The Eco-plastic Detective project, supported by the Cultural Hub, aimed to encourage children to learn about sustainability in plastics, and to be curious about the green credentials of plastic packaging.
Using teaching aids consisting of all kinds of plastic packaging that we encounter in our daily lives, classes (years 1-5) from a range of local schools turned detective and embarked on an adventure to find out what types of plastics are used for packaging, and what these can be recycled into.
Leading on from this activity, the children were introduced to objects from MoDiP’s handling collection that were chosen in conjunction with an exhibition called “Revolution: environmentally conscious design in plastics’. Each plastic object was subjected to an enquiry to decide if it was environmentally innocent ie recycled, upcycled, biodegradable or non-oil derived or guilty. They were all innocent!
The third activity was carried out both in the museum and the classroom (with access to the website and online collection) as it involved exploration of the exhibition Revolution: environmentally conscious design in plastics. An I-SPY style game got children spotting various museum objects from a list, learning about their eco-credentials and then ticking them off as ‘found’.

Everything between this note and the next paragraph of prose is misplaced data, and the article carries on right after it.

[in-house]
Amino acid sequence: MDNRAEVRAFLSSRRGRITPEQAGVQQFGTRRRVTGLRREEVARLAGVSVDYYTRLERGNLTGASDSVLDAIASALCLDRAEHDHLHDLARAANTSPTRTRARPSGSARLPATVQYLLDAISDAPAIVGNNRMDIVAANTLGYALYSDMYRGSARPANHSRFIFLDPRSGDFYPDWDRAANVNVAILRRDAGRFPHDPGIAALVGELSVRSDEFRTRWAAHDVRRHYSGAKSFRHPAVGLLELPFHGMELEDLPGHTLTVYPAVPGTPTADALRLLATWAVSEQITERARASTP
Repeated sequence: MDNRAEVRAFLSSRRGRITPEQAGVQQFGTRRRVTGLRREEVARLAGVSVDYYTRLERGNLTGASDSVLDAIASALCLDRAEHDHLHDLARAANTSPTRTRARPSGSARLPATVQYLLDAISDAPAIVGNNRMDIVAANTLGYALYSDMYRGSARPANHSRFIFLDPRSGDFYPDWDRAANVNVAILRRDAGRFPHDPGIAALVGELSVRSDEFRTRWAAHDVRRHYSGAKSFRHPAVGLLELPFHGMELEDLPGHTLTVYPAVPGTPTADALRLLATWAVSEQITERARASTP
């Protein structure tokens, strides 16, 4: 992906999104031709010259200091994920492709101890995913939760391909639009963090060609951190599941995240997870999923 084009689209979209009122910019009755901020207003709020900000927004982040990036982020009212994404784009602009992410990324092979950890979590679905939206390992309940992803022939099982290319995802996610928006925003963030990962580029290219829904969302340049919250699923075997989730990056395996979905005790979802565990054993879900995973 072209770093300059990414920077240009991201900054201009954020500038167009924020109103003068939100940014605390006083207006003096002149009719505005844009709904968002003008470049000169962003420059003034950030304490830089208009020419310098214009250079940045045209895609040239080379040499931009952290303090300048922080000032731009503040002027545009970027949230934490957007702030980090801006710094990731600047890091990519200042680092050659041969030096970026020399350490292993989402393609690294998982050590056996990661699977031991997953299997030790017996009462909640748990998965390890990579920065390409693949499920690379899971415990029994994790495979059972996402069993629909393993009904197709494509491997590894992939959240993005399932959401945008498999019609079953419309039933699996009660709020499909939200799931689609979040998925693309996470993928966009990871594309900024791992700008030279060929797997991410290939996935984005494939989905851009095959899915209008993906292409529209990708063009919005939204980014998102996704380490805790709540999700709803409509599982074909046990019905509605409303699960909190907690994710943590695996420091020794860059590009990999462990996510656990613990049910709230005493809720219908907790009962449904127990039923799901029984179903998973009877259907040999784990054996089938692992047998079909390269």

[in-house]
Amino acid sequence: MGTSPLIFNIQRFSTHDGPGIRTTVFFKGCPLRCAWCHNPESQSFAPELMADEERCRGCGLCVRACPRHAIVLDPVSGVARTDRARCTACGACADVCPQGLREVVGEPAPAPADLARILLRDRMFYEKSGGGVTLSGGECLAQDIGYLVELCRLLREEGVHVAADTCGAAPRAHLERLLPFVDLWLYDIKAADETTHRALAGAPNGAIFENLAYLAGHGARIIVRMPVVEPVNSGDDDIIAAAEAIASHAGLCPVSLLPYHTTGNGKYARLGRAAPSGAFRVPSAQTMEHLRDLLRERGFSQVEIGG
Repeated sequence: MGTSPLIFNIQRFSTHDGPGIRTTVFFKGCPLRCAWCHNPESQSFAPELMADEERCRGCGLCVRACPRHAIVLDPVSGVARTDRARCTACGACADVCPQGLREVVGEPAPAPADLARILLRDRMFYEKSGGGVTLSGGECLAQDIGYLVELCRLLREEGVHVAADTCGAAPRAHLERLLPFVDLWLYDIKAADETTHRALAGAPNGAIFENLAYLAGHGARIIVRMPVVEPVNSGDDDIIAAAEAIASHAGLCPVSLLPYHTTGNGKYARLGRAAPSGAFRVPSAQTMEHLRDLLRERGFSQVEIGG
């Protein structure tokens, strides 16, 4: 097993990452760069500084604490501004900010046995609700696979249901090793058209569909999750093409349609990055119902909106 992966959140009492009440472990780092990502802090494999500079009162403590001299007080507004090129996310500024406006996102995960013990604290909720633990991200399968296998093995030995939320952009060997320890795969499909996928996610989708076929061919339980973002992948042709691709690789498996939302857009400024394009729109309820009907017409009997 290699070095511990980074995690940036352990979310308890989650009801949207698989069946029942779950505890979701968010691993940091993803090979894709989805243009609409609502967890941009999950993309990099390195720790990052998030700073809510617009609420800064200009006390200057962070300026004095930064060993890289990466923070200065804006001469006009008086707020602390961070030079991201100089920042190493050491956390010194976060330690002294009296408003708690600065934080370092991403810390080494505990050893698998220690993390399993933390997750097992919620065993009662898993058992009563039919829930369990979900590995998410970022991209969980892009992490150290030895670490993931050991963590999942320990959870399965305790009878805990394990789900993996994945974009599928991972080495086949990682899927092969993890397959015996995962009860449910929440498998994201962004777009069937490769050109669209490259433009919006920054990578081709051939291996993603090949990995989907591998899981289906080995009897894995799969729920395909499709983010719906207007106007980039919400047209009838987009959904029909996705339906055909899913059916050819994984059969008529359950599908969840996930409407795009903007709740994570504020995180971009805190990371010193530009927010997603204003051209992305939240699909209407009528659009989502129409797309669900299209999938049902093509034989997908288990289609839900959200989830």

Two artist led days, finished off the project with the creation of two highly decorated recycling bins as well as two very large collages representing water bottles. Objects from the handling collection were used to introduce these workshops, to reinforce the eco-plastic message. Marine creatures were then created by the children to be placed swimming inside a giant plastic water bottle, symbolising the effect that not recycling your single-use plastic packaging can have on our oceans. More marine creatures were created to decorate the sides of two recycling bins, showing a clean and happy sea – as a consequence of the plastic packaging having been recycled.
The resources from this project can be downloaded below.